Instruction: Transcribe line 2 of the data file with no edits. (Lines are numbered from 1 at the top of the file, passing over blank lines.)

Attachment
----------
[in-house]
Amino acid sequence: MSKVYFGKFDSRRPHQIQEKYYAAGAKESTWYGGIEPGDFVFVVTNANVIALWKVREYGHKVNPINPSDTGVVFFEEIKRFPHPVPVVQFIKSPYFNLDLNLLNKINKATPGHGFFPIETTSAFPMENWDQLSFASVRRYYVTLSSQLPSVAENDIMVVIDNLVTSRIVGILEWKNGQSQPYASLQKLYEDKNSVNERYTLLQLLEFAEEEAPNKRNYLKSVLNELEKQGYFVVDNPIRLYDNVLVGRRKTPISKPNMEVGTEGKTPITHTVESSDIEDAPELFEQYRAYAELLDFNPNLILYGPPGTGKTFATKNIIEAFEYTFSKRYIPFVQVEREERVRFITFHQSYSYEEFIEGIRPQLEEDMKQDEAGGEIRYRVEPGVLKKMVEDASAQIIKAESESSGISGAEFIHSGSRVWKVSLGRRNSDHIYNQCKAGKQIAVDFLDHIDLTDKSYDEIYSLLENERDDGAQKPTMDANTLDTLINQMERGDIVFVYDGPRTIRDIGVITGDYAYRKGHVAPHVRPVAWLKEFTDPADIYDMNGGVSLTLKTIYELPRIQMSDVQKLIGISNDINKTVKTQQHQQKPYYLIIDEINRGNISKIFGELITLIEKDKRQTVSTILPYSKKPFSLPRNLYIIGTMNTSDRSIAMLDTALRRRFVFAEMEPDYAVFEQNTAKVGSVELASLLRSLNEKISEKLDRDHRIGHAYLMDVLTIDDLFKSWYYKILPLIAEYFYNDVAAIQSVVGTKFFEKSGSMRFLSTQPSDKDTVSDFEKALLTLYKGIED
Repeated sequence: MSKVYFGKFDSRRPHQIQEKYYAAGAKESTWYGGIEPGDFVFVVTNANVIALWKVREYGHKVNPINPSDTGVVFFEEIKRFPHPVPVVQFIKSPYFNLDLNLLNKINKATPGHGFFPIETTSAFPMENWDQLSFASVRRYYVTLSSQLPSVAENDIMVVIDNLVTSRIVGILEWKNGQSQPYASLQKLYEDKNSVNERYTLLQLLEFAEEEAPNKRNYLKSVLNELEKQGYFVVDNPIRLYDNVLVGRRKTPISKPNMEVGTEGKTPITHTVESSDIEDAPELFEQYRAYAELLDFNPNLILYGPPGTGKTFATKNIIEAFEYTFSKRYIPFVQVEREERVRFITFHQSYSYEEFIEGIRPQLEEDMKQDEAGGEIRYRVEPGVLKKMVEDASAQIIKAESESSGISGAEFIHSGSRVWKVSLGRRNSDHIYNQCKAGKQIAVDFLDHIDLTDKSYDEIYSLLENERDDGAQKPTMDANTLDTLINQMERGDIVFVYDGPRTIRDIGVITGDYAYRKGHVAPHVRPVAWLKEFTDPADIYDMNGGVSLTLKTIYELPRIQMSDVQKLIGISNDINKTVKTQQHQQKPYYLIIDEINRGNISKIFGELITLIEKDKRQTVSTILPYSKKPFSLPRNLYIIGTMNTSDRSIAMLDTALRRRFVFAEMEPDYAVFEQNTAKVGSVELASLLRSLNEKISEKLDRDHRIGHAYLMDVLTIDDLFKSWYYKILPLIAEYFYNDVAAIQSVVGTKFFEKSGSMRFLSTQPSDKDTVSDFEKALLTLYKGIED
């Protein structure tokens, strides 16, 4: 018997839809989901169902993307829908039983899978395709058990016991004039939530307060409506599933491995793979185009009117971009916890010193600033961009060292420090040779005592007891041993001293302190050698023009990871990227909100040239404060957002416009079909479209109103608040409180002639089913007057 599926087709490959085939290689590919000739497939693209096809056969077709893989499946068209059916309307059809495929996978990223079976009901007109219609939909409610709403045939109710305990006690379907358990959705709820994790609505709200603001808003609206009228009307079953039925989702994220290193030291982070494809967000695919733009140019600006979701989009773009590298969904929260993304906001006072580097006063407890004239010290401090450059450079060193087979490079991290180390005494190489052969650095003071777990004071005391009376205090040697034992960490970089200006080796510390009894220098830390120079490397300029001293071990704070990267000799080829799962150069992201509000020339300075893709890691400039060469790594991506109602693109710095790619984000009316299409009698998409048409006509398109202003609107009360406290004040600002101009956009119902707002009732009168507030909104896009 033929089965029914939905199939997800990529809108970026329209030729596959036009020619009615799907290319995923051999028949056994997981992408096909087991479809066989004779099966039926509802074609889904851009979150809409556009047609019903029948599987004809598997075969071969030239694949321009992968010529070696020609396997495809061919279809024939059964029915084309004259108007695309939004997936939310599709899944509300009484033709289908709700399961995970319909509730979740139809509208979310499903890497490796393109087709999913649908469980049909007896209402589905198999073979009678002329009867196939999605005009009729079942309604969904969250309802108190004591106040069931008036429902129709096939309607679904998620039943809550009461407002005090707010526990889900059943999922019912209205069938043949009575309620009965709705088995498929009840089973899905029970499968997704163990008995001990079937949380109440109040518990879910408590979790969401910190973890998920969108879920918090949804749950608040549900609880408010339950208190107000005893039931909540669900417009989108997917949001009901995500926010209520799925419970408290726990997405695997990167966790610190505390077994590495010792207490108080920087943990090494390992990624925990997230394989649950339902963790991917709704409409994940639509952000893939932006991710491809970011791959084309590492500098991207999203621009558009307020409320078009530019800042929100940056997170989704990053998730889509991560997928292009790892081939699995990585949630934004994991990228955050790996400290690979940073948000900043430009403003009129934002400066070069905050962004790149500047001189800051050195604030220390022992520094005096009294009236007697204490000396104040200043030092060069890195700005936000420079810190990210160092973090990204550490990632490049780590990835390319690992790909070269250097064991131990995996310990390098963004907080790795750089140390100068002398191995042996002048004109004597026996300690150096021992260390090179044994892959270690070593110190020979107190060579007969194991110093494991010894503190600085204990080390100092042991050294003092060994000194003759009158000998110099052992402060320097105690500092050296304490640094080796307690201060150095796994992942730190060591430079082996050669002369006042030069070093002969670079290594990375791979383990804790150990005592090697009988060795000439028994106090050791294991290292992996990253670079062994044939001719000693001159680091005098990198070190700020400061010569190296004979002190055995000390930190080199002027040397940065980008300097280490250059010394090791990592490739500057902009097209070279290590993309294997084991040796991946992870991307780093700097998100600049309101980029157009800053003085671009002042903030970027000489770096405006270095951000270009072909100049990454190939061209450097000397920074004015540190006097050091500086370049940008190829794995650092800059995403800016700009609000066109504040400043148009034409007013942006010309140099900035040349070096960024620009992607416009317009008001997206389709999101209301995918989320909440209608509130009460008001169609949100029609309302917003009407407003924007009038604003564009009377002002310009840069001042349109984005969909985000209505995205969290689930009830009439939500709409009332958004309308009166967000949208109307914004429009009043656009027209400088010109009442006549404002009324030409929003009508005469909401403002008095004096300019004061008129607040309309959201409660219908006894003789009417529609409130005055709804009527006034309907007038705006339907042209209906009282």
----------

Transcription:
Amino acid sequence: MSKVYFGKFDSRRPHQIQEKYYAAGAKESTWYGGIEPGDFVFVVTNANVIALWKVREYGHKVNPINPSDTGVVFFEEIKRFPHPVPVVQFIKSPYFNLDLNLLNKINKATPGHGFFPIETTSAFPMENWDQLSFASVRRYYVTLSSQLPSVAENDIMVVIDNLVTSRIVGILEWKNGQSQPYASLQKLYEDKNSVNERYTLLQLLEFAEEEAPNKRNYLKSVLNELEKQGYFVVDNPIRLYDNVLVGRRKTPISKPNMEVGTEGKTPITHTVESSDIEDAPELFEQYRAYAELLDFNPNLILYGPPGTGKTFATKNIIEAFEYTFSKRYIPFVQVEREERVRFITFHQSYSYEEFIEGIRPQLEEDMKQDEAGGEIRYRVEPGVLKKMVEDASAQIIKAESESSGISGAEFIHSGSRVWKVSLGRRNSDHIYNQCKAGKQIAVDFLDHIDLTDKSYDEIYSLLENERDDGAQKPTMDANTLDTLINQMERGDIVFVYDGPRTIRDIGVITGDYAYRKGHVAPHVRPVAWLKEFTDPADIYDMNGGVSLTLKTIYELPRIQMSDVQKLIGISNDINKTVKTQQHQQKPYYLIIDEINRGNISKIFGELITLIEKDKRQTVSTILPYSKKPFSLPRNLYIIGTMNTSDRSIAMLDTALRRRFVFAEMEPDYAVFEQNTAKVGSVELASLLRSLNEKISEKLDRDHRIGHAYLMDVLTIDDLFKSWYYKILPLIAEYFYNDVAAIQSVVGTKFFEKSGSMRFLSTQPSDKDTVSDFEKALLTLYKGIED